7- Workshop/Following The Memory; Spatial Reality and Symbols

Assist Prof. Dr. Mesut Çelik 

Real remains, reality changes... Perceived reality; creates a new reality in every new expression. The transformation of the mental reflections - the objective reality into the subjective new reality; is only possible when the latent becomes explicit. When latent sensations evolve to images, images evolve to symbols, the real becomes changed. So, what is reality? The existing one, the remembered one, the perceived one, or the transferred one?

8-The Japanese Sense of Space

Dr. İbrahim Soner Özdemir

The Japanese conception of space is often characterized by the non-dualism between such polarities as space and time, subjective and objective, form and emptiness, body and mind, action and intuition, inside and outside, nature and culture, individual and society. By following some of the major theories of spatiality in Japanese culture, the lecture aims to examine different aspects of this non-dualism through examples ranging from the arts and architecture to language and the signs of everyday life.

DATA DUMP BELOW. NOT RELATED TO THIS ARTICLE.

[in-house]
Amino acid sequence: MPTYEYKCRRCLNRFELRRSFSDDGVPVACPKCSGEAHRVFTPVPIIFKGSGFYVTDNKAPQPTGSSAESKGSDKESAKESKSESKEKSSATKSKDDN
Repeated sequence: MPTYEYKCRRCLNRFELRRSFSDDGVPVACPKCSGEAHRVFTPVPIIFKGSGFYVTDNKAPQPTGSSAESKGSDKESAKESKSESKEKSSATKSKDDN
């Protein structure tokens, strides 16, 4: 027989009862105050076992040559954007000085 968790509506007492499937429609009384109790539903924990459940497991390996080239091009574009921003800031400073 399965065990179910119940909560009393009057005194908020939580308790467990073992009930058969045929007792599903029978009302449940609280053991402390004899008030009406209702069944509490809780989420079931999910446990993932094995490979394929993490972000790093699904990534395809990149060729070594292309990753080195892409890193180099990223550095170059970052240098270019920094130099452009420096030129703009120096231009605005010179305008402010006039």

9- The Space of Fashion

Jose Maria Paz Gago

10- Signs and Space

Res. Assist. İrem Kahyaoğlu

Res. Assist. Berna Küçük

In the workshop our participants will try to tell a story by using 5 different papers (size50x35) with the help of pictograms that are given to them. Expression will include the sings of the “space” where story happens as The Eiffel Tower, Bosphorus, The Empire State Building etc.

Participants can diversify objects that they are using in their story by fragmenting and combining pictograms. In the image below, you can see a dog, which gets into panic because of a cigarette thrown to its fur. The stand on ended hair of the dog is described by using “key pictogram”. Also a similar pictogram is used to describe the teeth of the dog.


By this imaginative narrative process, our aim is to provide participants to add visual representation of the spaces in the story. Thus, they will bring us to the story and these spaces by using visuals signs.




Registration Fee


 Participant Fee


Until June 30, 2013


After June 30, 2013

Semiotic School